The appointment of Henry Kissinger to head up the new bipartisan presidential commission on Central America is as interesting for its political as its diplomatic implications. President Reagan clearly is moving toward the center of the ideological spectrum. Before he came into office, Mr. Reagan was a severe critic of Kissinger policies - on SALT, Panama Canal, and other issues. Yet, ironically, he is being forced by the pressure of events - and by the lack of towering advisers within his own administration - to tap figures who have served a former Republican administration and who have undeniable expertise and skills. He did this in the case of Brent Scowcroft and the MX commission. He is now doing it with Henry Kissinger.
In terms of public perception, the President doubtless gains by the move. Mr. Kissinger is, to say the least, a controversial figure. But he commands a stature in the public mind that few other people do. With Central America such a morass, many Americans will likely feel relieved that the whole issue is being gone into by someone who knows what he is doing. The President may thus be able to build the broader political base of support for his Central America policy which he now seeks. Politically, the Kissinger appointment seems a shrewd step.
In foreign policy terms, the choice raises concerns. As in the case of the MX commission, the President chose not someone neutral but someone who shares his basic view on the subject. Mr. Kissinger is known to favor a strong US military hand in Central America, perhaps even a troop presence on the Nicaraguan-Honduran border. Add to this Mr. Kissinger's role in the Vietnam war , in Chile during the Allende period, and in Angola (where he favored covert US military aid for the rebels) and it is easy to conclude that the basic outcome of the bipartisan commission's work is predetermined.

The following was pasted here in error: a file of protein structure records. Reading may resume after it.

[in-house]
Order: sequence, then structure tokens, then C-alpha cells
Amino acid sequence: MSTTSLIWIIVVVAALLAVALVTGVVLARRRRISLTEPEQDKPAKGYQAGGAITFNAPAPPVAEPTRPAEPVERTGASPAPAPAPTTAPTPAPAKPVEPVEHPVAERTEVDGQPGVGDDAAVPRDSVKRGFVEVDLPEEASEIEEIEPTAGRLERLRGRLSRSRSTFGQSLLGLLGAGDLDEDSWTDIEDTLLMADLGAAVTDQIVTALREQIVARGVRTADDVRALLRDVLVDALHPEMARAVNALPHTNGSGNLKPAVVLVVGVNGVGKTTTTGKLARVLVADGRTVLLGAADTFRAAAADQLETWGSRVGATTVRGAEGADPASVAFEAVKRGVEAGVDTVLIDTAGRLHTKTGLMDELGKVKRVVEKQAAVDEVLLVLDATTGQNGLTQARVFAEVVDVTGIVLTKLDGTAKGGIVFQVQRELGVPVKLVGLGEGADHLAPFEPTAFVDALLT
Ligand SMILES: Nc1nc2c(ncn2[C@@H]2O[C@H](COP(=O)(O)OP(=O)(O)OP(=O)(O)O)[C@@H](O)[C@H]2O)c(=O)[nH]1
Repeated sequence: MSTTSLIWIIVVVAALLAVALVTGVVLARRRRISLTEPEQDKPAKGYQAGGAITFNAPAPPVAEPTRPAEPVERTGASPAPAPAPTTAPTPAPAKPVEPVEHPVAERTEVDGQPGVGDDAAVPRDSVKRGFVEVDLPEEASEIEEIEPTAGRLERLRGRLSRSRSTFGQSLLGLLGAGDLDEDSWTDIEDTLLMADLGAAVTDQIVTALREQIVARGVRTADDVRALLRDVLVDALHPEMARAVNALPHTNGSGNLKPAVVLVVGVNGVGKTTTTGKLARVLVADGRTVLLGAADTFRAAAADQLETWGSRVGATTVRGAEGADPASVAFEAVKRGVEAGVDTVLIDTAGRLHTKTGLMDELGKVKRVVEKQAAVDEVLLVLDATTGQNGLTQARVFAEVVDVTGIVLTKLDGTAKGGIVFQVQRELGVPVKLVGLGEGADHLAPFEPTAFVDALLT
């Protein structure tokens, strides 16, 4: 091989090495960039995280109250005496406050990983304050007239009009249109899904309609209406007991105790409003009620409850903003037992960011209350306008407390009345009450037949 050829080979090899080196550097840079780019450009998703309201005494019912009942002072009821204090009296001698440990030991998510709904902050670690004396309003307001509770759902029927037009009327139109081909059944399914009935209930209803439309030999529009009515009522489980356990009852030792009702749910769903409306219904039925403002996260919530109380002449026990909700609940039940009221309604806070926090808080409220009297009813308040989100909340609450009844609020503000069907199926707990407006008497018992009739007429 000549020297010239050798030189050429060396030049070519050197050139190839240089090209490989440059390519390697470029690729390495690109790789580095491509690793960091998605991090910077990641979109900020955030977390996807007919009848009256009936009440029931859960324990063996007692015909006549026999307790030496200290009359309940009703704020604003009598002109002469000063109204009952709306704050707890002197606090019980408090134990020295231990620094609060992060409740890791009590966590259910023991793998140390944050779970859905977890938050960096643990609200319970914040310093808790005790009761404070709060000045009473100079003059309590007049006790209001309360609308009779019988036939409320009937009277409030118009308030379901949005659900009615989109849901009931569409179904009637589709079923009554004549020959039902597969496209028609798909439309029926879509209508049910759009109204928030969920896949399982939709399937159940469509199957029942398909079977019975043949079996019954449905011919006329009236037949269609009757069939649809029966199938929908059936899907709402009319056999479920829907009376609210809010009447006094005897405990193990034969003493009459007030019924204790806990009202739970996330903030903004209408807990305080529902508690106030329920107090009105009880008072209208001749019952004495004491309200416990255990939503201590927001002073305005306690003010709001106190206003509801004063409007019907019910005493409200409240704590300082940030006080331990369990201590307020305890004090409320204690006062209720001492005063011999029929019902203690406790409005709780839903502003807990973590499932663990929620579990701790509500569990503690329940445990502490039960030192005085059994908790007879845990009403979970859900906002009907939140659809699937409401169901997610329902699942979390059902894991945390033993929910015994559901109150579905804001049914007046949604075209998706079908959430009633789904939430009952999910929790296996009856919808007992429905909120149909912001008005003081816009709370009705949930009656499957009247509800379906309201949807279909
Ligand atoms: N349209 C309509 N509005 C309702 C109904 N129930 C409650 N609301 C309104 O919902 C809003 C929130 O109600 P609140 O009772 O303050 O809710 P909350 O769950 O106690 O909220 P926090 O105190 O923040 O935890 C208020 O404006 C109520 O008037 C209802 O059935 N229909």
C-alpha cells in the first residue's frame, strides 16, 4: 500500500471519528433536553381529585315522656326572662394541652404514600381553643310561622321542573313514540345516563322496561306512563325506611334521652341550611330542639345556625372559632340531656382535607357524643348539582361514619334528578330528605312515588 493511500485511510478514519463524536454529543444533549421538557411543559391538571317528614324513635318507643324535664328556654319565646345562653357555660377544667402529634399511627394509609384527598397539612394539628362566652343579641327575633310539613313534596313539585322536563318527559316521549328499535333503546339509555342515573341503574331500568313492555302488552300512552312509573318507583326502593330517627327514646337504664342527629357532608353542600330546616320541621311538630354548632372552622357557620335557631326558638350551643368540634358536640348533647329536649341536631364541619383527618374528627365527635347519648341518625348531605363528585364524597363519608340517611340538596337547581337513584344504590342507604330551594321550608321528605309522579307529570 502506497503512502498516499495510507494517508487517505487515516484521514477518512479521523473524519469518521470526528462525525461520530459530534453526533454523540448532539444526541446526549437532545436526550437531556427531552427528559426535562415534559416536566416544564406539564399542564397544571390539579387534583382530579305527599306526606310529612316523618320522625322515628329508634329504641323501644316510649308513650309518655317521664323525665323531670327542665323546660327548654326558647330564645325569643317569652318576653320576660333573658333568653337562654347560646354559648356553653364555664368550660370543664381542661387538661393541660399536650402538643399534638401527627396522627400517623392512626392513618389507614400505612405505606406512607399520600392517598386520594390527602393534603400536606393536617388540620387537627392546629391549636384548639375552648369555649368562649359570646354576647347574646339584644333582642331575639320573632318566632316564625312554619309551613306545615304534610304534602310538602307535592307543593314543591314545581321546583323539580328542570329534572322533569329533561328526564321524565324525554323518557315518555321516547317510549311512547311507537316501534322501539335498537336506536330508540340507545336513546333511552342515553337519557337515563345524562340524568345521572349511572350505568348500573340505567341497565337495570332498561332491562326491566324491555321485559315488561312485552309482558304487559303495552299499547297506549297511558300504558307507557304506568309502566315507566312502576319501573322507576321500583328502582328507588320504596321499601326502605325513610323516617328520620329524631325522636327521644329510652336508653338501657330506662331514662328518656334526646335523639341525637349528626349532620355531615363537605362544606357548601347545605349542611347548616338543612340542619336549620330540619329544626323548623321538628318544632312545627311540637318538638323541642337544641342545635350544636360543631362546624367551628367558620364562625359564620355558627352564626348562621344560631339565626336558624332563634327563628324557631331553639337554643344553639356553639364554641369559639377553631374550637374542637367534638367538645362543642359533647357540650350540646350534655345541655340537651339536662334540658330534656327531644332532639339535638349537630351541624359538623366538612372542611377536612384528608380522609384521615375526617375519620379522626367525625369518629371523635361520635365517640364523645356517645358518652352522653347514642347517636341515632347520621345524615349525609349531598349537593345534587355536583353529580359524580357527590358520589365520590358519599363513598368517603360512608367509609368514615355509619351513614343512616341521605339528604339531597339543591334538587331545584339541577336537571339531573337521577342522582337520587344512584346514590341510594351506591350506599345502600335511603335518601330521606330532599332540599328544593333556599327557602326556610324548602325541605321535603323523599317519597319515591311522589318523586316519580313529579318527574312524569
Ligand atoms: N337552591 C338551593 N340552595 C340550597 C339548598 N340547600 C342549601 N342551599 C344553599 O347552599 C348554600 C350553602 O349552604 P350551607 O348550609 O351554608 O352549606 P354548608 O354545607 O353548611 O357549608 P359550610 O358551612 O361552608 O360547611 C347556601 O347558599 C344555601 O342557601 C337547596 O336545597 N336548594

Mr. Kissinger will have to allay fears among many in Congress that this is the case.The widely held view is that the administration sees the problem in Central America largely as an East-West confrontation and as soluble only by stepping up military aid. Yet many knowledgeable voices believe that the US should cast its weight more heavily on the side of long-term economic aid as well as meaningful discussions - not only with leftist forces in the area but with Cuba and even the Soviet Union. Will the study commission look dispassionately and objectively at the whole range of policy alternatives? Will it seek out all shades of opinion? Mr. Kissinger is not himself an expert on Latin America or on the third world in general. So he, too, will need to learn. It is important, moreover, is that Mr. Kissinger not become the paramount issue rather than Central America.
Whatever the controversies over his past policies, the former secretary of state sought to serve the US national interest. He has the opportunity to do so again and it can be hoped that he will bring to the task not only his proverbial analytical brilliance but a determination to come up with recommendations for the President which are based on a searching, thoughtful, and honest probe. The nation does indeed need to be more united on US policy in Central America and to know where it is going and why. The bipartisan commission, if it functions as it should, can help clarify that purpose and direction.